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The Demon King and The Exiled Queen are the first two books in the Seven Realms quartet. The third book, The Gray Wolf Throne, is due out in September, and the fourth book is being written. So this series ought to finish up in the next year or two, which is infinitely preferable to some of the other YA series I've gotten involved in.

Long ago, the Seven Realms were one realm ruled by the Gray Wolf Queen in the north. The upland clans, a pseudo-American Indian people, possessed a type of green magic, but the impression is given that no one else had magic. Then the wizards came from the Northern Isles and conquered the realms, marrying one of their own to the Queen, and creating the rule of the Gifted King. This lasted for some centuries until Princess-Heir Hanalea fell in love with a young wizard named Alger Waterlow. Instead of marrying the consort chosen for her by the Wizard Council, she ran away with him.

The wizards were not pleased, but Alger Waterlow was a vastly powerful young wizard. The battles were hard, but in the end, he was betrayed and tortured to death, and she bowed her head to duty and married a man she did not love.

Waterlow had the last laugh, though, as these events led to the Breaking of the World. It's never entirely made clear what this consisted of, but when the dust settled, the wizards and clanfolk had hammered out an agreement wherein the wizards would not enter the Spirit Mountains, only the clans would make the amulets needed to control wizard magic, many types of magical devices were outlawed, the High Wizard was magically bound to serve the Gray Wolf Queen, and the Gray Wolf Queen could never marry a wizard.

The wizards had to accept the short-end of the stick in this deal as the clans would not use their magics to heal the Breaking, otherwise.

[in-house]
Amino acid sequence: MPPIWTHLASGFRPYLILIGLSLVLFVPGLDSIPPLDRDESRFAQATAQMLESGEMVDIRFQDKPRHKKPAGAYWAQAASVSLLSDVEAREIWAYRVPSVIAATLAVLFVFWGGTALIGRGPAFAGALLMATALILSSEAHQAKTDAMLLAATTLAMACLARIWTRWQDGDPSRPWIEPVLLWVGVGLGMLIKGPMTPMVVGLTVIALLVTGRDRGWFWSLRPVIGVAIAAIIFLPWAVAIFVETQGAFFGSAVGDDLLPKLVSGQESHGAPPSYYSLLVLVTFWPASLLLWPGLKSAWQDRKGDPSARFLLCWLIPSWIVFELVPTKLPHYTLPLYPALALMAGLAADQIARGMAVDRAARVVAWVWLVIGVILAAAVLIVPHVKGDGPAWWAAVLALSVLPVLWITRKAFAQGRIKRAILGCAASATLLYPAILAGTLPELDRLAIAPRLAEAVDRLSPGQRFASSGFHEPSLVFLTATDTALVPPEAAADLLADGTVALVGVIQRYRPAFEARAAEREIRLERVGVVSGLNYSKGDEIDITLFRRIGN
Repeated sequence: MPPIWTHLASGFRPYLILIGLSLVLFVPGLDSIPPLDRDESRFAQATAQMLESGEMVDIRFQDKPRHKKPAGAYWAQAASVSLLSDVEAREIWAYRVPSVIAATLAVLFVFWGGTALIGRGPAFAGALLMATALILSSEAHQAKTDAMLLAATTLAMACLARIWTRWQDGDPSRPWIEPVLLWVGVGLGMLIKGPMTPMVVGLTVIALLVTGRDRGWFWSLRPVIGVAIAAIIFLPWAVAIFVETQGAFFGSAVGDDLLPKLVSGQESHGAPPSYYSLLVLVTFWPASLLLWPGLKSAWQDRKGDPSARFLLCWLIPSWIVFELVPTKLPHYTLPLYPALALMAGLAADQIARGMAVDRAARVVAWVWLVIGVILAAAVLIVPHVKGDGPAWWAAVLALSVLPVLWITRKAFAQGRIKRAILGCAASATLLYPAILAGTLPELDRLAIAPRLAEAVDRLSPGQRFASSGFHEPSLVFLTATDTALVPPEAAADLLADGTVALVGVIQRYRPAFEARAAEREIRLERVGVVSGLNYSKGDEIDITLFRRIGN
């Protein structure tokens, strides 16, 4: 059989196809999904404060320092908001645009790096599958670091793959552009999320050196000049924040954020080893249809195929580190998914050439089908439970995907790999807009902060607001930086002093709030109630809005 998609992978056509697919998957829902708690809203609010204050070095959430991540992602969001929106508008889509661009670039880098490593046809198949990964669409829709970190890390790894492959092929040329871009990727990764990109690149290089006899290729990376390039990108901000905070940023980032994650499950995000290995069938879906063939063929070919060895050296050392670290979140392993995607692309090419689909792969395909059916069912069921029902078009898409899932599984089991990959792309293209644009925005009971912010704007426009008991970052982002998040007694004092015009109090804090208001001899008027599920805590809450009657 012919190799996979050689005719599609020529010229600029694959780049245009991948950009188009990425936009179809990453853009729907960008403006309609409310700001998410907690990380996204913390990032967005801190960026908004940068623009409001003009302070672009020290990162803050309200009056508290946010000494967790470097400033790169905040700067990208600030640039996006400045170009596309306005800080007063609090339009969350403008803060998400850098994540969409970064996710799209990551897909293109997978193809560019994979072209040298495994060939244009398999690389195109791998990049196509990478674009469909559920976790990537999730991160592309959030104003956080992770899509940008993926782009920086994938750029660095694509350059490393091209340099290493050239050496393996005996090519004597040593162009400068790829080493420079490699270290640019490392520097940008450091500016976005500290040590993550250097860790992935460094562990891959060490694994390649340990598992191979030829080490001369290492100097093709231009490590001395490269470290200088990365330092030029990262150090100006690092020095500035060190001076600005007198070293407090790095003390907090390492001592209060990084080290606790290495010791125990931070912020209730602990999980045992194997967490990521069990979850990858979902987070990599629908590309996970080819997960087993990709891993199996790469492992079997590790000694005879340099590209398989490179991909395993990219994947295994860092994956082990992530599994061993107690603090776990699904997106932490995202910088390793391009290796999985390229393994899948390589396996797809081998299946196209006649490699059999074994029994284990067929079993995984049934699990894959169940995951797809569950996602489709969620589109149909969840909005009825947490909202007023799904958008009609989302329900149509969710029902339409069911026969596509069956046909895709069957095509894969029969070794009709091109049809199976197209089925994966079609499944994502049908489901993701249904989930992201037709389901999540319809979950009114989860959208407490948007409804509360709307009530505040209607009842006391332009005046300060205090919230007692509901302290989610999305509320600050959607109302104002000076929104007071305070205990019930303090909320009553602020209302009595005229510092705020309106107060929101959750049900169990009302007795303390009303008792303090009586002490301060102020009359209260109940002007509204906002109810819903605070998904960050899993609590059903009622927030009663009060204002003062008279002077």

This has all been back-story. The actual story of the Seven Realms novels starts a thousand years later. Spoilers for The Demon King )

The way I'm telling this is somewhat misleading, as I am trying not to a) tell you the book, and b) spoil the book completely. This was an enjoyable bit of YA, though I found the ending rather abrupt. Definitely unsatisfying - it didn't feel like a complete story had been told - but fortunately the second book was already out for me to easily get.

However, let's take a moment to talk about Princess Raisa's father, Averill Demonai.

He's amazing.

He's pretty much a tertiary to secondary character, and I love him to death. He's the son of the Matriarch of the Demonai Clan. He used to be a Demonai warrior, who are pretty much the warriors par excellence around here as well as the people who keep the wizards in line when wizards need to be lined up in graves. He's currently a trader. Yes, he's the Queen's Consort, and he actively goes out and does trading. He's warm and loving, and I just visualize him as Hakoda whenever his name comes up. So awesome.

He also doesn't show up at all in the second book. D:

In The Exiled Queen, Spoilers for The Exiled Queen )

Surprisingly, things go better for Han this book than they did last book. Which just tells you how much last book sucked for Han. Raisa kind of comes out even on all of this, in my opinion.

The second book had a much more satisfying ending, and it convinced me that I wanted to stick around for the next two books.

Some thoughts on the overall story so far:
- I am really annoyed with the way Han's friends keep getting shuffled off-stage. Okay, in the first book it made sense. Han and Fire Dancer aren't going to be hanging together in the city, and most of his city-friends are people he knew from when he was in the Raggers. However, in the second book, he's got Fire Dancer and Cat both very close by, but they're pretty much shoved off-stage for most of the story. They're there but they never seem to be as important in his life as his enemies and dubious allies are.
- All of the people who keep coercing Han to work for them really aren't going to like what happens by the end of the series, I am sure.
- The second book kind of reads like the author invented more world-texture as she was writing it. We see things like a slightly different slang, for instance. No one called the clansfolk copperheads in the first book, but it shows up all over the place in the second book. Not really irritating, but it was noticeable.
- I really like it that the author gives all the characters a dosage of racism, sexism, or classism. No one's pure and shining, they all have their prejudices. Also, even the bad guys have nuances - the author does an excellent job of showing us that not only is the enemy of our enemy our enemy's enemy, she shows that just because someone is scum on this particular aspect doesn't mean they're scum in all aspects. I definitely appreciate that.